When it comes to ESI, it has been stated that: “The fuss is about money. Discovery is expensive, and electronic discovery is really expensive.”
The award of litigation costs will never be the stuff of cocktail party discussions. However, in many cases, large sums of money are at issue. See, e.g., Ralph Losey, “$3.1 Million e-Discovery Vendor Fee Was Reasonable in a $30 Million Case” (e-Discovery Team).
In 2012, the Supreme Court’s Kan Pacific decision narrowed the scope of costs that may be awarded in federal cases. “Taxation of E-Discovery Costs Under 28 U.S.C. §1920(4) after Taniguchi v. Kan Pacific Saipan” (Aug. 14, 2012).
In “Prevailing Parties Recover Some, Not All, E-discovery Costs” (ABA Litigation News Sep. 23, 2020), William H. Newman described a recent decision of the United States Court of Appeals for the D.C. Circuit interpreting 28 U.S.C. §1920(4). Newman wrote that the decision is in line with other circuits and held “that Section 1920 applies to electronic file conversion costs, but not to hosting, organizing, or Bates stamping documents.”
Newman and the ABA Section of Litigation have asserted that §1920 “is out of touch with the practical realities of e-discovery in 2020.”
In The Same, but Different: Taxation of E-Discovery Costs under the Amended U.S. Code (americanbar.org) (ABA May 18, 2020), Connor Cafferty described an appellate decision on a $100,000 bill of costs:
The appellee sought to recover the associated costs to prepare, print, and scan into e-discovery software more than 171,000 potentially responsive documents totaling about 2.4 million pages. Over the appellant’s objections, the clerk taxed the full bill and the district court denied the appellant’s motion to retax. The appeal to the D.C. Circuit followed.
The appellee argued that Congress’s 2008 amendment of the taxation statute was intended to “make allowable both the costs of the copies themselves (whether hard copy or electronic) and the costs incurred in the process of making such copies.” The court rejected that argument, and reversed the district court in part….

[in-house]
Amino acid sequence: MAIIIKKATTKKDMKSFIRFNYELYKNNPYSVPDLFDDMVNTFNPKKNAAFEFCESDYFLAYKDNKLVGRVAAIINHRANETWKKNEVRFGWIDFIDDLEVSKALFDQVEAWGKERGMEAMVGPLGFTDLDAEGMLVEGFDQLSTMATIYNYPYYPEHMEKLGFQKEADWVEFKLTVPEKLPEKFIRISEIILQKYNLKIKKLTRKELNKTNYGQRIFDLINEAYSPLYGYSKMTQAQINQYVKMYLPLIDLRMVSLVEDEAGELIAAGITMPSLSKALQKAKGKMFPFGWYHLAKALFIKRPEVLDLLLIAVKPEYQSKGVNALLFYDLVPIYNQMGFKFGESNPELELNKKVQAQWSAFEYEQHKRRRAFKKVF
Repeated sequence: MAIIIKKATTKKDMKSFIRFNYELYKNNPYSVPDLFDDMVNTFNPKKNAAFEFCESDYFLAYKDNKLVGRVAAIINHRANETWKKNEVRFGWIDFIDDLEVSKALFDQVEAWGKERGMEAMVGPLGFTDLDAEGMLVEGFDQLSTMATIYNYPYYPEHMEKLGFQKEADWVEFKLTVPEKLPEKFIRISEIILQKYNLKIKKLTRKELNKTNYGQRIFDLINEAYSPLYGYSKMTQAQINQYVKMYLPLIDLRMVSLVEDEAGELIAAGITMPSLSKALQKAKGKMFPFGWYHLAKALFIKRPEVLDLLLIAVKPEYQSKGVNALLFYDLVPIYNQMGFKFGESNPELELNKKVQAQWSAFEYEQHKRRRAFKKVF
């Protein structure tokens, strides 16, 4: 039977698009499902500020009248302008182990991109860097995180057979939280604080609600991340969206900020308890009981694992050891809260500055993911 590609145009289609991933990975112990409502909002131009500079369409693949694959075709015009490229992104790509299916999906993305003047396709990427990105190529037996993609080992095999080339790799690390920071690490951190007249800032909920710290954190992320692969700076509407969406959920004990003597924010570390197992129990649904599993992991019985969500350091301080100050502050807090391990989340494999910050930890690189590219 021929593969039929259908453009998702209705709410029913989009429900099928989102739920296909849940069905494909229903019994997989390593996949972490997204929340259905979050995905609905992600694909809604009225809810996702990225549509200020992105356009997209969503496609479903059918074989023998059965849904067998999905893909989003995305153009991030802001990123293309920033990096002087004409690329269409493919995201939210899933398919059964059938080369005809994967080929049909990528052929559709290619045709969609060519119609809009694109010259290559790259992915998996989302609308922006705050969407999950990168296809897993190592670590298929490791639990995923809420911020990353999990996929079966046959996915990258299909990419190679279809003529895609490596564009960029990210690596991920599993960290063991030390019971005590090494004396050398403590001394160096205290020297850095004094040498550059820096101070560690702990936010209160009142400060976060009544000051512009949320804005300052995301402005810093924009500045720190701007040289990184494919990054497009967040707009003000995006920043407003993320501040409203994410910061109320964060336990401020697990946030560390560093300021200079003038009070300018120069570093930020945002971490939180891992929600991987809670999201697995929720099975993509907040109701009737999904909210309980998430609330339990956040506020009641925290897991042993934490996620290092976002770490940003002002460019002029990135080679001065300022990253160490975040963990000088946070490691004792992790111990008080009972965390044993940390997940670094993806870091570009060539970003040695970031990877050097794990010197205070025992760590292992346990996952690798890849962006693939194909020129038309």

The court said that Congress “allowed only for the taxation of costs of making copies.”…
The court affirmed that 28 U.S. Code § 1920 should be construed narrowly when taxing e-discovery copying costs. Many costs associated with the e-discovery process cannot be taxed under the taxation statute,
The American Bar Association has advocated reform. See UPDATE: Recovery of ESI Costs. That has not occurred.
In a prior blog, I noted that the Federal Rules of Civil Procedure do not define “ESI.” The historical explanation is concern that technological change would outpace the law. C. Ball, Electronic Discovery Workbook (2019), 47 n. 11.
Craig’s analysis returns with full force here. Award of reasonable costs is frustrated by an antiquated statute. Technological change has “outpaced the law.”
I realize that Congress faces many pressing issues, and that the “award of costs” statute may pale in comparison. However, absent statutory amendment, I have advocated for a “work around”:
Rule 26(c)(1)(C) has been amended to provide that a protective order may provide for “the allocation of expenses, for the disclosure or discovery….” Additionally, the provisions of Rule 26(b)(2)(C) have been moved to Rule 26(b), which states: “The court may specify conditions for the discovery.”
See Recovery of ESI Costs: “The fuss is about money…. [E]lectronic discovery is really expensive.”
 A.L. Brown, “The Manageable Challenge of Electronic Discovery,” formerly posted at www.rkmc.com/.
 Taniguchi v. Kan Pacific Saipan, Ltd., 566 U.S. 560 (2012).
 The differing Maryland Rules were discussed in Recovery of ESI Costs: “The fuss is about money…. [E]lectronic discovery is really expensive.”